- apache virtual hosts
- api documentation
- static analysis tools
- profiling with xhprof
- deployment with phing
Somewhere along the line my attendees were unexpectedly efficient (or I was impatient) and we ended up ahead of my planned schedule, so I asked if anyone had any questions to fill the final hour or so.
Although we'd covered git, I had only shown them how to stay in sync with upstream changes and commit and push to places they had access to. The day had also included us all trying out codesniffer, and fixing some of the errors it found (this is easy on joind.in, there are lots!). So when the question I got was "how can we contribute to open source projects?", I answered by showing how to branch in git, commit changes, push to relevant repo, and open a pull request. And what happened next blew my mind.
These people, some of whom had created their github account under my instruction earlier in the day, followed along with my little demo and packaged their coding standards improvements from earlier in the day - and had pull requests submitted very quickly. No major features of course (although one of the project's existing contributors did also pop in to the tutorial and fix something annoying!), but we did have about four github virgins converted over to open source contributors during the course of the day, which I think is amazing. I often think the small tweaks to the open source projects, especially the *ahem* slightly untidy ones, go a very long way to making those projects useful.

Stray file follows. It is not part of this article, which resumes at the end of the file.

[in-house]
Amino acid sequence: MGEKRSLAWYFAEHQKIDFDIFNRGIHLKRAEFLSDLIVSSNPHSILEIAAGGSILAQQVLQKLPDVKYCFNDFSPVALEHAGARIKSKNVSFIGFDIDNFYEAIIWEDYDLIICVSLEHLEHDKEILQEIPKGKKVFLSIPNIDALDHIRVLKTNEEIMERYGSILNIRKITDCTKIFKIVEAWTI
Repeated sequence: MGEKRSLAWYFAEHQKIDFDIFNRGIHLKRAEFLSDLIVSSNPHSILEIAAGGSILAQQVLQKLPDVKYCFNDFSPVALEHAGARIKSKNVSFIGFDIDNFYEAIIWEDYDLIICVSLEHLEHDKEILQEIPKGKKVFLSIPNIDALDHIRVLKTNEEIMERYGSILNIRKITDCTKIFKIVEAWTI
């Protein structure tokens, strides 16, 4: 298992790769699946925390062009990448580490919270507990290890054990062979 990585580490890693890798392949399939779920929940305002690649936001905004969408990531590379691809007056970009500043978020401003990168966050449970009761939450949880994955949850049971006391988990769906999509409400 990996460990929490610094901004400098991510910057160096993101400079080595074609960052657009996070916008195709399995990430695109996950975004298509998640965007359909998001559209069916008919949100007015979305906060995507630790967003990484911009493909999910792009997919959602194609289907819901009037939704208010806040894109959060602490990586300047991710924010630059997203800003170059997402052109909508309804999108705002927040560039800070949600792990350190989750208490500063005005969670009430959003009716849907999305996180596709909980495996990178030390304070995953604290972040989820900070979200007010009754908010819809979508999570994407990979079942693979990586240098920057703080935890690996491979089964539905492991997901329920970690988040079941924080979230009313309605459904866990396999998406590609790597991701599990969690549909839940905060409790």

I sat down and showed what happens to their pull request - I check and merge and test it, then push it to master, and showed the jobs triggering on the jenkins installation.
Then I deployed their code and we used it over the weekend, and I sat for a moment after they had all gone, marvelling at the power of open source!